The data are not yet conclusive on the long-term impact of non-caloric sweeteners. There is some evidence that non-caloric, sweeteners may still trigger negative responses in the metabolic system. As much I would like to endorse “natural” alternatives, as a scientist I can’t, because the science simply isn’t there yet to make a definitive statement.
Non-caloric sweeteners and sugar alcohols are not considered added sugars by the Food and Drug Administration (FDA), and therefore are not included in our Added Sugar Repository.
What are non-caloric sweeteners (NCSs)?
Non-caloric sweeteners, also known as non-nutritive or low-caloric sweeteners, are sweeteners used in food manufacturing that have little to no calories. They are commonly used as sugar substitutes or alternatives, and are many times sweeter than regular sugar.
While the consumption of NCSs may be beneficial for those looking to follow a low calorie diet without sacrificing the sweetness of real, caloric sugar, the full effects of these products are controversial and not yet fully understood. In fact, some studies suggest they may have a negative effect on human health.Pepino (2015), for example, finds that consumption of non-caloric can cause metabolic disorders, such as obesity and type 2 diabetes. Lenoir et al. (2007) concludes the sweetness of non-caloric sweeteners to be more addictive than cocaine.
FDA approved NCSs:
- Also known as: Acesulfame-K or Ace-K
- Can be found in: Mentos Watermelon Gum
- Branded as: Sunett, Sweet One
- Aspartame is technically considered a nutritive sweetener by the FDA but is used in such small quantities so as not to significantly impact caloric intake
- Can be found in: Coca Cola Zero Calorie Soda
- Branded as: Equal, Sugar Twin 2
Luo Han Guo fruit extracts
- Also known as: Monk Fruit
- Monk fruit extracts are subject to FDA approval for specific uses; they are not universally approved to be use as a sweetener
- Can be found in: Quaker Real Medleys Summer Berry Oatmeal
- Branded as: Monk Fruit In the Raw, Swanson PureLo
- Neotame is not required by the FDA to be listed on nutrition facts
- Branded as: NutraSweet Neotame
- Also known as: Stevia
- Certain high purity steviol glycosides have been deemed acceptable by the FDA, but the use of stevia leaf and crude stevia extracts is not considered GRAS (generally recognized as safe) and is not permitted for use as a sweetener. Forms not deemed acceptable by the FDA for use as sweetener can still be found in some health food stores as “dietary supplements” that have not been FDA approved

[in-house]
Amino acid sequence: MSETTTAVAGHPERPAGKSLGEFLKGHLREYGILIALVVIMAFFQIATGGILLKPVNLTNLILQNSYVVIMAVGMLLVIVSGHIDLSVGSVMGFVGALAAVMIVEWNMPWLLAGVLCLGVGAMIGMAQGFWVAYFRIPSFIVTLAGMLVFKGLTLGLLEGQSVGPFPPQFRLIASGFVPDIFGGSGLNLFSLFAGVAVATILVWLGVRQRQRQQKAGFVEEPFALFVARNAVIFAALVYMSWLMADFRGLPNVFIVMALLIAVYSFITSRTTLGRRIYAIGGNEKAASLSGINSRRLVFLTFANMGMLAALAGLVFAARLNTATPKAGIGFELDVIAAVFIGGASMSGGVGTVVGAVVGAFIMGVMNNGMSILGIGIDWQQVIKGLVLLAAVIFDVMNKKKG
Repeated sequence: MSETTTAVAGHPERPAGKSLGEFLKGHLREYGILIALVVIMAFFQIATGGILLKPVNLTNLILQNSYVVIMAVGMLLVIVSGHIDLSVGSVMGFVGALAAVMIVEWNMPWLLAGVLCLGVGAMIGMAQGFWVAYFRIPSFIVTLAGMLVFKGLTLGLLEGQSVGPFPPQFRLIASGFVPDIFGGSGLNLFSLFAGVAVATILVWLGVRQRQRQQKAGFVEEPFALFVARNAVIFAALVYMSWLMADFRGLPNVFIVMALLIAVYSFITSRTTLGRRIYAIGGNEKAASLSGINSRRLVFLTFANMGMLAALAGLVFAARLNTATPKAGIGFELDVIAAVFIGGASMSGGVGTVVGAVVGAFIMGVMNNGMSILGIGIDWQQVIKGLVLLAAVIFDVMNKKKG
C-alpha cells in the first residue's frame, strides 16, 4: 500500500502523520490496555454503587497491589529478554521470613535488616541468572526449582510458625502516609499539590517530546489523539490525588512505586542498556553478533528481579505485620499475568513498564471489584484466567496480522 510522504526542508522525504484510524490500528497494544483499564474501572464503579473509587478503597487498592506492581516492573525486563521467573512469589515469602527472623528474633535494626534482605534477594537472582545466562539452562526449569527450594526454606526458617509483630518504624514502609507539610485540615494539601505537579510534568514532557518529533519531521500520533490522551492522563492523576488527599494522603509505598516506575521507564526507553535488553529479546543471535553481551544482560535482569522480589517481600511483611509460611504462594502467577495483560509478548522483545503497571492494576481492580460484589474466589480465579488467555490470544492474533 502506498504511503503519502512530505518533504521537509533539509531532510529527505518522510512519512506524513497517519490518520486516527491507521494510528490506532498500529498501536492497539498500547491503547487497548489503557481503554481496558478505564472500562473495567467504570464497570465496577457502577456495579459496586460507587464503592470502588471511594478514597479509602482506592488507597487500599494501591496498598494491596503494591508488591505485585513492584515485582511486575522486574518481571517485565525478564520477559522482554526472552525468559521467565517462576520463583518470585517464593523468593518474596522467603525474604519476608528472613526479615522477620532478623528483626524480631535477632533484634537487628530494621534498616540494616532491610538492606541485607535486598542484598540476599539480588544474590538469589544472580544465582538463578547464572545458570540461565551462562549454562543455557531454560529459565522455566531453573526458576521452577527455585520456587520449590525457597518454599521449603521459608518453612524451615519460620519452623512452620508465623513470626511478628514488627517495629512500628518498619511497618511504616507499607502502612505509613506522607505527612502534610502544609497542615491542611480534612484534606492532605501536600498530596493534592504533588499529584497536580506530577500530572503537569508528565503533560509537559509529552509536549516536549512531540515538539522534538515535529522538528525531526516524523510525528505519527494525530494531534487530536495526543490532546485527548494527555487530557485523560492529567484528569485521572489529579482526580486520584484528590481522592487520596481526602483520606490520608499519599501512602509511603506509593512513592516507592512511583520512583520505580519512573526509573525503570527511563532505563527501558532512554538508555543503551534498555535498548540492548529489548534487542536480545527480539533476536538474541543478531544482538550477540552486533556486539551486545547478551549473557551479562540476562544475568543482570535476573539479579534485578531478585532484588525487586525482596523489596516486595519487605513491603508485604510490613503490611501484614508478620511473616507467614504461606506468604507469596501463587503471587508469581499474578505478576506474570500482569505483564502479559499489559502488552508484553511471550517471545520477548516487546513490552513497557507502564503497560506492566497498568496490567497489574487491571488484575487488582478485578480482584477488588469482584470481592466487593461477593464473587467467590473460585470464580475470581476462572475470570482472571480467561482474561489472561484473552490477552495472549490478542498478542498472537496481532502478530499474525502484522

- Can be found in: Quest Maple Waffle Protein Bar
- Branded as: Truvia, Pure Via, SweetLeaf
Thomas’ 100% Whole Wheat English Muffin
Splenda No Calorie Sweetener Box of Individual Packets
What Are Sugar Alcohols?
Sugar alcohols are carbohydrates that have chemical characteristics of both sugar and alcohols. They are found naturally in small amounts in some fruits and vegetables, but are often now commercially produced from sugars and starches for use in “sugar-free” or “reduced sugar” products.
According to the FDA, sugar alcohols do produce a smaller change in blood glucose (blood sugar) than other carbohydrates, but they can also cause abdominal gas bloating, and diarrhea in some individuals because they are not completely absorbed by the body.
FDA approved sugar alcohols:
- Can be found in: No Cow Chunky Peanut Butter Bar
Hydrogenated Starch Hydrolysates
- Also known as: Hydrogenated Glucose Syrup, Sorbitol Syrup, Maltitol Syrup
- Can be found in: Extend Nutrition Yogurt & Berry Anytime Bar
- Can be found in: Tic Tac Freshmint Gum
- Can be found in: Edy’s Triple Chocolate Ice Cream
- Can be found in: Pure Protein Chocolate Peanut Caramel Bar
- Can be found in: Boca All American Veggie Burgers
- Can be found in: Blue Bunny Salted Caramel Craze
- Can be found in: Bulletproof Dark Chocolate Collagen Protein Cold Brew
Edy’s Triple Chocolate (“No Sugar Added”) Ice Cream
Disclaimer: This blog post is intended for informational purposes only, and it should not serve as a medical resource. Please contact a doctor, a registered dietician, or other qualified healthcare providers with any questions regarding your personal dietary needs.